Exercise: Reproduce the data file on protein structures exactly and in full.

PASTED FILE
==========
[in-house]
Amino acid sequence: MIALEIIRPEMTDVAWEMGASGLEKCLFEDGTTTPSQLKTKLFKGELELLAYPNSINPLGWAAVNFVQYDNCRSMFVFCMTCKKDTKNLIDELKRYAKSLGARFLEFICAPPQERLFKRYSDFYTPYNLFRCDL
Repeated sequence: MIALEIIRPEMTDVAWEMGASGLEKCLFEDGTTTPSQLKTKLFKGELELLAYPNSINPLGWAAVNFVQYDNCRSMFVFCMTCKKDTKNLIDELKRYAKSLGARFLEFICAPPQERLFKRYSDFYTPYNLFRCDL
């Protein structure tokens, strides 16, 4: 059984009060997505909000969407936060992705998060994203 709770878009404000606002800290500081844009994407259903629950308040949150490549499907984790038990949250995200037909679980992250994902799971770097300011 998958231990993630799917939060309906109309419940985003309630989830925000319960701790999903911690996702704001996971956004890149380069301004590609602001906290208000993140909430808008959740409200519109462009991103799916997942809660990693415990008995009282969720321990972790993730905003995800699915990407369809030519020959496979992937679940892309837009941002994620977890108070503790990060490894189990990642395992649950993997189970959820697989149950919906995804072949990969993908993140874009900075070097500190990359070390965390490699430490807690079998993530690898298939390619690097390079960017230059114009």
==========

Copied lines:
[in-house]
Amino acid sequence: MIALEIIRPEMTDVAWEMGASGLEKCLFEDGTTTPSQLKTKLFKGELELLAYPNSINPLGWAAVNFVQYDNCRSMFVFCMTCKKDTKNLIDELKRYAKSLGARFLEFICAPPQERLFKRYSDFYTPYNLFRCDL
Repeated sequence: MIALEIIRPEMTDVAWEMGASGLEKCLFEDGTTTPSQLKTKLFKGELELLAYPNSINPLGWAAVNFVQYDNCRSMFVFCMTCKKDTKNLIDELKRYAKSLGARFLEFICAPPQERLFKRYSDFYTPYNLFRCDL
């Protein structure tokens, strides 16, 4: 059984009060997505909000969407936060992705998060994203 709770878009404000606002800290500081844009994407259903629950308040949150490549499907984790038990949250995200037909679980992250994902799971770097300011 998958231990993630799917939060309906109309419940985003309630989830925000319960701790999903911690996702704001996971956004890149380069301004590609602001906290208000993140909430808008959740409200519109462009991103799916997942809660990693415990008995009282969720321990972790993730905003995800699915990407369809030519020959496979992937679940892309837009941002994620977890108070503790990060490894189990990642395992649950993997189970959820697989149950919906995804072949990969993908993140874009900075070097500190990359070390965390490699430490807690079998993530690898298939390619690097390079960017230059114009």